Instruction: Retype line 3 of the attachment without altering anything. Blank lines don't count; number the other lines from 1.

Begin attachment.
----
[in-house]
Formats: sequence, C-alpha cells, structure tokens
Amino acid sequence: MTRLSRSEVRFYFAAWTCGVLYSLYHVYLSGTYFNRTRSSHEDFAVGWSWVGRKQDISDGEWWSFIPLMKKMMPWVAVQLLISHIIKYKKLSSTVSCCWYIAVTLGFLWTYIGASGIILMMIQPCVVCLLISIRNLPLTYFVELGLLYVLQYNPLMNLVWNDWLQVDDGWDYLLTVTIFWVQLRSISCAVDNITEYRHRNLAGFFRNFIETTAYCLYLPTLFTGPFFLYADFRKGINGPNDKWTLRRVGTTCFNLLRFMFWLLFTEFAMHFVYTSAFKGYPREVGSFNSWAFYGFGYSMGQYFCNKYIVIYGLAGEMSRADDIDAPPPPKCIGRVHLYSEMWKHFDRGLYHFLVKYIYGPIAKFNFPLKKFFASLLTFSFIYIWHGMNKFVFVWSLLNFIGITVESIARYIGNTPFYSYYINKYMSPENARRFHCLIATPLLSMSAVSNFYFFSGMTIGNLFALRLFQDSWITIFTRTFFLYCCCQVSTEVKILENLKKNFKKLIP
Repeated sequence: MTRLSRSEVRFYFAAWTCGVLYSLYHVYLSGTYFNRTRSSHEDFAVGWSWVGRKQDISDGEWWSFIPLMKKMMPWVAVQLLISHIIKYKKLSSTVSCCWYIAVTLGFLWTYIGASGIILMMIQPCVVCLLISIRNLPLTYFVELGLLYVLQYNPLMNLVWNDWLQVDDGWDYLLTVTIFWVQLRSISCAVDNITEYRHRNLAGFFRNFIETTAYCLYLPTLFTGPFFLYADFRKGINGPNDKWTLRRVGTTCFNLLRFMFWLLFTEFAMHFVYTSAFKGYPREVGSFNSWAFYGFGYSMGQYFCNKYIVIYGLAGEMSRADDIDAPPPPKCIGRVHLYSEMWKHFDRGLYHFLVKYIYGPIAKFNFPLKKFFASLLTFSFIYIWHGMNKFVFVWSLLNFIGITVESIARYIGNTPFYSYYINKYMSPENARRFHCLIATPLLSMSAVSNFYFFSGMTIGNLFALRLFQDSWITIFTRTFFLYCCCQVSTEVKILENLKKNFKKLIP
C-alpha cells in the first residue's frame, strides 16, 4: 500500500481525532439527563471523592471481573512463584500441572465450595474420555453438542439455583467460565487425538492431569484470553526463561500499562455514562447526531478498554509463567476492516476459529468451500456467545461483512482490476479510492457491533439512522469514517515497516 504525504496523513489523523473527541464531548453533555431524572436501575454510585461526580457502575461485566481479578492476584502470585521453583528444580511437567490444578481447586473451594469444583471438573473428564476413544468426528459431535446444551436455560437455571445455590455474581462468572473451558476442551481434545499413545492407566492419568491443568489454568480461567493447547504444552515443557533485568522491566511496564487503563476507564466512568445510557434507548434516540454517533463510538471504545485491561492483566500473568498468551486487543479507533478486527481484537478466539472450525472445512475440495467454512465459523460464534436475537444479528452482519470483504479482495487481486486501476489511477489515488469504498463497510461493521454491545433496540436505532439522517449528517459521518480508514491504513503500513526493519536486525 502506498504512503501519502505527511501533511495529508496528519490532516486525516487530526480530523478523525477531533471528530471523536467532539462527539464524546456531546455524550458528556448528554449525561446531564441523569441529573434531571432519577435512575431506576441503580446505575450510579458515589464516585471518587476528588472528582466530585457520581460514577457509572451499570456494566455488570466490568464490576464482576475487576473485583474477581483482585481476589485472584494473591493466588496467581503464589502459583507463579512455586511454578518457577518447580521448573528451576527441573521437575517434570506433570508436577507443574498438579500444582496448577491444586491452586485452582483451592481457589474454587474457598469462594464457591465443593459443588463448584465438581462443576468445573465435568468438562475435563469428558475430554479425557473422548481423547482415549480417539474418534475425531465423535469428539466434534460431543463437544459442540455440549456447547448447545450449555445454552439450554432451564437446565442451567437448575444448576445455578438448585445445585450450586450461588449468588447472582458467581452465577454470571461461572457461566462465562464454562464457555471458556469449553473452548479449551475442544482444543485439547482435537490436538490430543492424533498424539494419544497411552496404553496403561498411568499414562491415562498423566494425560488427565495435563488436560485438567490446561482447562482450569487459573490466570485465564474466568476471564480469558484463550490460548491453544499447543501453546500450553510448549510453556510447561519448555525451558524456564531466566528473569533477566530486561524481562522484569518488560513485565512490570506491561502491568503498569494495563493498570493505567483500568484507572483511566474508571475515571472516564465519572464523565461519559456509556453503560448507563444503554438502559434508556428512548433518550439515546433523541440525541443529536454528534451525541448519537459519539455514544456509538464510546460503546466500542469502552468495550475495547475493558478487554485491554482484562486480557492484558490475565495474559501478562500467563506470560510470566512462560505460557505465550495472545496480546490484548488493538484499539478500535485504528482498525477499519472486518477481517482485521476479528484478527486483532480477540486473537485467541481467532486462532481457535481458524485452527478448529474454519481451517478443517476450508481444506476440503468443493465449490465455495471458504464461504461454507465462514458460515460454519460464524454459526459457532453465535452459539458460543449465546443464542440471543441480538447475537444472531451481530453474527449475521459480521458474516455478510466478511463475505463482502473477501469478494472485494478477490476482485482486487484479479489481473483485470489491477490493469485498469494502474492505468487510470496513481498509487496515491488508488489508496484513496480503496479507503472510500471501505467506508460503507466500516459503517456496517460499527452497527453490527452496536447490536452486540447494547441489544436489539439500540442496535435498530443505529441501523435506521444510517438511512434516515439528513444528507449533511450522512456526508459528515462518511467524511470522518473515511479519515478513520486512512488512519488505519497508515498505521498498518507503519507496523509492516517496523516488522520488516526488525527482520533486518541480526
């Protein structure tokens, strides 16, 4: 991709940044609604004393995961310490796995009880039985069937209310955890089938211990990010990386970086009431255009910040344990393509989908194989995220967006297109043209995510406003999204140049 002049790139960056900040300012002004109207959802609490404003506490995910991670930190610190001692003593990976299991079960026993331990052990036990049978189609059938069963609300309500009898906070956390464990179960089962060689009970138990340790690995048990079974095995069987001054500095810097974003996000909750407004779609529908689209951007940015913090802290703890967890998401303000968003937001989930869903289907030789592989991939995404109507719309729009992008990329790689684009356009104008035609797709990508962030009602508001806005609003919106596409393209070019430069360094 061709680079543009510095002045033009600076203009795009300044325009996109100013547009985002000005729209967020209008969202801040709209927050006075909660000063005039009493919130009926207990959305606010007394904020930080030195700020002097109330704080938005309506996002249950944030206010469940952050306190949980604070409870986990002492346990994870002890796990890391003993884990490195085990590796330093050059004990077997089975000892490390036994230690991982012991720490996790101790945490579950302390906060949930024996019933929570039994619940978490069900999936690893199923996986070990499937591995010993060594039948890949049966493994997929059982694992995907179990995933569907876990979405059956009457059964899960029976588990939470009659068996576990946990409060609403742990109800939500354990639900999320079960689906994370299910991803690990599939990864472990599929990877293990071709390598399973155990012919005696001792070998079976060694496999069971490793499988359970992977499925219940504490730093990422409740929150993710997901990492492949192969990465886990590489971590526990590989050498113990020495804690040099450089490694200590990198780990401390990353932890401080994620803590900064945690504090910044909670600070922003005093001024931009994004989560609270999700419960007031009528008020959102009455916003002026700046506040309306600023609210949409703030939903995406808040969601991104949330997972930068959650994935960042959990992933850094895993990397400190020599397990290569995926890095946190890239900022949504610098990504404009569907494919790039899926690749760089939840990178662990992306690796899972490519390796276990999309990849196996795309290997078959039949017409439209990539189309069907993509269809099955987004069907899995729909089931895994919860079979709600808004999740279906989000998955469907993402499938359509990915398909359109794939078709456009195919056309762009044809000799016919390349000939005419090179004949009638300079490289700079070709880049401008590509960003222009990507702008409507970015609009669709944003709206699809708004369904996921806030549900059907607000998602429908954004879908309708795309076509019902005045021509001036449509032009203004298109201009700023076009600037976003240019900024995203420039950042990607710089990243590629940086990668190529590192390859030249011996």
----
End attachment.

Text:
Amino acid sequence: MTRLSRSEVRFYFAAWTCGVLYSLYHVYLSGTYFNRTRSSHEDFAVGWSWVGRKQDISDGEWWSFIPLMKKMMPWVAVQLLISHIIKYKKLSSTVSCCWYIAVTLGFLWTYIGASGIILMMIQPCVVCLLISIRNLPLTYFVELGLLYVLQYNPLMNLVWNDWLQVDDGWDYLLTVTIFWVQLRSISCAVDNITEYRHRNLAGFFRNFIETTAYCLYLPTLFTGPFFLYADFRKGINGPNDKWTLRRVGTTCFNLLRFMFWLLFTEFAMHFVYTSAFKGYPREVGSFNSWAFYGFGYSMGQYFCNKYIVIYGLAGEMSRADDIDAPPPPKCIGRVHLYSEMWKHFDRGLYHFLVKYIYGPIAKFNFPLKKFFASLLTFSFIYIWHGMNKFVFVWSLLNFIGITVESIARYIGNTPFYSYYINKYMSPENARRFHCLIATPLLSMSAVSNFYFFSGMTIGNLFALRLFQDSWITIFTRTFFLYCCCQVSTEVKILENLKKNFKKLIP